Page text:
11 juni, 1999 - Posthoornkerk, Amsterdam

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Rüdiger Meyer - 'divided west and (equally)' for grand piano and midi piano, 9'
     Rüdiger Meyer -- piano

Samuel Vriezen - 'Six piano pieces in a landscape' (selection to be announced)
     Samuel Vriezen -- piano

Morton Feldman - 'Palais de Mari' for piano, 20'
     Samuel Vriezen -- piano


Cléo Palacio-Quintin - 'Dansar en stjärna av sin blick' for solo flute, 8'30''
     Cléo Palacio-Quintin -- flute

Cléo Palacio-Quintin, 'Les toits de verdure' for flute and prepared piano, 15'
     Cléo Palacio-Quintin -- flute
     Sonsoles Alonso -- piano

korte pauze

Benedict Weisser, Joshua Penman, Samuel Vriezen, Cléo Palacio-Quintin, Alexander Waterman, Frederike Koch, Andreas Tiedemann, Masako Nugochi, John Ashbery, Richard Strauss, Heiner Mueller, Brian Ferneyhough, Johannes Brahms, John Cage, etc -

"60*6, a circus with remix', 60'

     Benedict Weisser -- Elektra (tape), live electronics
     Frederike Koch/Masako Noguchi/Andreas Tiedemann -- actors
     Alexander Waterman -- cello
     Heiner Mueller -- text
     Samuel Vriezen -- piano and poetry reading
     John Ashbery -- poet
     Brian Ferneyhough -- poet
     Josh Penman -- Avantgarde DJ
     Cléo Palacio-Quintin -- flute

The bar will remain open during the circus.

Program notes

Rüdiger Meyer - 'divided west and (equally)'

"divided west and (equally)" is an exploration of the possibility of travelling through pitch- and time- space either by means of equally distanced steps or by means of proportional divisions, the premiss being that these two types of division represent two essentially different types of hearing.
The intervals of the octave, fifth and fourth are each divided into scales of 5, 6 and 7 seven equal steps which along with the tempered chromatic scale provide the 10 equal distance scales that underly thepiece. The rhythmical structure of the piece is a mirror of the pitch grid although transformations are effected by mapping the peed of one scale onto another. The live piano plays a double role of on the one hand taking part in the process of exchanging equal division scales (of the ten available scales the live piano is only capable of playing two - the chromatic and whole tone scales) and on the other interpreting melodies that result from the interaction of the various equal distance scales in terms of proportions.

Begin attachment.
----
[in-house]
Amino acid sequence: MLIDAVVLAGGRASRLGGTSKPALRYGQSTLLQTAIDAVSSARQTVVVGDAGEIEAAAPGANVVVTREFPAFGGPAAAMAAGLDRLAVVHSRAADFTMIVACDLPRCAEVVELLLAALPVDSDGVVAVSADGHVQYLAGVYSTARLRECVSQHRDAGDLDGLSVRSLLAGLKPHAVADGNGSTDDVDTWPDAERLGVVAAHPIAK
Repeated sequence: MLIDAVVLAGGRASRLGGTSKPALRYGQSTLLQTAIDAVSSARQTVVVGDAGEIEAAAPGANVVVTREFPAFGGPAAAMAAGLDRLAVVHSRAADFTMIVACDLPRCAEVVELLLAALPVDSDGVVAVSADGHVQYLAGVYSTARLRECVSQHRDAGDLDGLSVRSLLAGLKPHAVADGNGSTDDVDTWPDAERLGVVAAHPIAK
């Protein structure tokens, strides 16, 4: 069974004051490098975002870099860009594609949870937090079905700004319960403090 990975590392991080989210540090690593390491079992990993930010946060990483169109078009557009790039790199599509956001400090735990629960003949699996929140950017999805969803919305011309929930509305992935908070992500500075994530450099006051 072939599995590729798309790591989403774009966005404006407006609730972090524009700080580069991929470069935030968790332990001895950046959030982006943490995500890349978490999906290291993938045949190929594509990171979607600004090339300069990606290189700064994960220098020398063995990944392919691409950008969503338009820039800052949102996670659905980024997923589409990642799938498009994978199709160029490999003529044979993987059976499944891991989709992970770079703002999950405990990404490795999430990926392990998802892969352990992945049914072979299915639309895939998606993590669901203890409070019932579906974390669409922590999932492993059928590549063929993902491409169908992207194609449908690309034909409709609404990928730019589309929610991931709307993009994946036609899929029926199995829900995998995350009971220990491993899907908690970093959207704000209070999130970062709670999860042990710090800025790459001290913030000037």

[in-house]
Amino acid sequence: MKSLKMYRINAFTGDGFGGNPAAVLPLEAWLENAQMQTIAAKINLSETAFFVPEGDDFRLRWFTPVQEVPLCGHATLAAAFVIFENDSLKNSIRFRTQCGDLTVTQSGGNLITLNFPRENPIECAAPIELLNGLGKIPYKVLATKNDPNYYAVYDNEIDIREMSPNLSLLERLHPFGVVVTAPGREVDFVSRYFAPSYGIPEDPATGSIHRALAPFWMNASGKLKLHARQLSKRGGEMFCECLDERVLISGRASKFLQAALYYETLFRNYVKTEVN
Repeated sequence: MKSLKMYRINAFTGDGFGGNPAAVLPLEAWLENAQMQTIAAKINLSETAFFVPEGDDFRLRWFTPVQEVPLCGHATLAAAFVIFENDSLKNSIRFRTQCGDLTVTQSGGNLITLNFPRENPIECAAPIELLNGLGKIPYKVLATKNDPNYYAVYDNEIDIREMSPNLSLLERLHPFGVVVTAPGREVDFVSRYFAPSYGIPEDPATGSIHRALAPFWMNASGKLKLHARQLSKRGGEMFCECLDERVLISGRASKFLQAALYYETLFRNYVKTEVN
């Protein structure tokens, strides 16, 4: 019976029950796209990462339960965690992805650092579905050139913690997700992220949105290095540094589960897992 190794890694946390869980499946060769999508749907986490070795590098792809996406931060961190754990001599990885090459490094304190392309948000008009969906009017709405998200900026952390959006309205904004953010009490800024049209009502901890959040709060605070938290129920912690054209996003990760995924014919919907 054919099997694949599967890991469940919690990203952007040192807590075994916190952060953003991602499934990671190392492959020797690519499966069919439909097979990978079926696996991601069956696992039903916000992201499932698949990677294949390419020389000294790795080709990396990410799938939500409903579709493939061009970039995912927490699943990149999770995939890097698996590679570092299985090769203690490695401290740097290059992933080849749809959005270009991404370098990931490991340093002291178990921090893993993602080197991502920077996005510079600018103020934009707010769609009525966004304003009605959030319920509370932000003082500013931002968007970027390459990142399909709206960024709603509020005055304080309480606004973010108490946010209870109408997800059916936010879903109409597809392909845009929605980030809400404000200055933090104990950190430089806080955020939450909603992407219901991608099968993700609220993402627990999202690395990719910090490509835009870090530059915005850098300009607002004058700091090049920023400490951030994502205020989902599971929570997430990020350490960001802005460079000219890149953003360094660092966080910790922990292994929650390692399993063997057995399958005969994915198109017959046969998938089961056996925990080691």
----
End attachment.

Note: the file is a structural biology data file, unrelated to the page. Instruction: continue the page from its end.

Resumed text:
Cléo Palacio-Quintin - 'Dansar en stjärna av sin blick'

Originally this piece has been improvised over a poem of Jean-Marc Desgent. This improvisation has been transformed into a composition with a definite form that still includes some free gestures. The music does not try to make a description but rather to reflect the atmosphere of the poem. The last line says: "What I see, remain impassive, what I see, has seen me and dominates me."

Ce que je regarde, se dépouille. Ce que je pince
entre mes doigts, ce que je prends dans mes
bras, sort, soudainement , du champs de la
connaissance. Nous sommes au milieu du
sens égaré, nos délires ressuscitent les
étoiles. Je rends compte de la nudité immé-
diate du monde. Par notre sexualité, par
notre mélancolie, nous ne savons plus rien
avouer. Ce que je vois, reste impassible, ce
que je vois, m'a vu et me domine.

Jean-Marc Desgent

This poem was taken from 'Ce que je suis devant personne' published by Éditions Écrits des Forges, Trois-Rivières, 1994.

Cléo Palacio-Quintin - 'Les toits de verdure' (Roofs of greenery) (1999)
I. Vert indéfini
II. Vert tendre
III. Vert innocent
IV. Vert obstiné

Les toits de verdure is a suite of 4 pieces inspired by pictures of an universitary campus designed by the painter-architect Hundertwasser. The musical form of each movement is constructed after the architectural proportions has we see them on the pictures representing 4 different views of this strange building. As tell the title, this buildings meant to be fused with the landscape. Roofs are made of grass, the walls are curved and the windows all have irregular forms and different colors. Hundertwasser thinks that straight lines should not appear in the human environment because they don't exist in nature.

Concert XI Combinatorial Biographical Network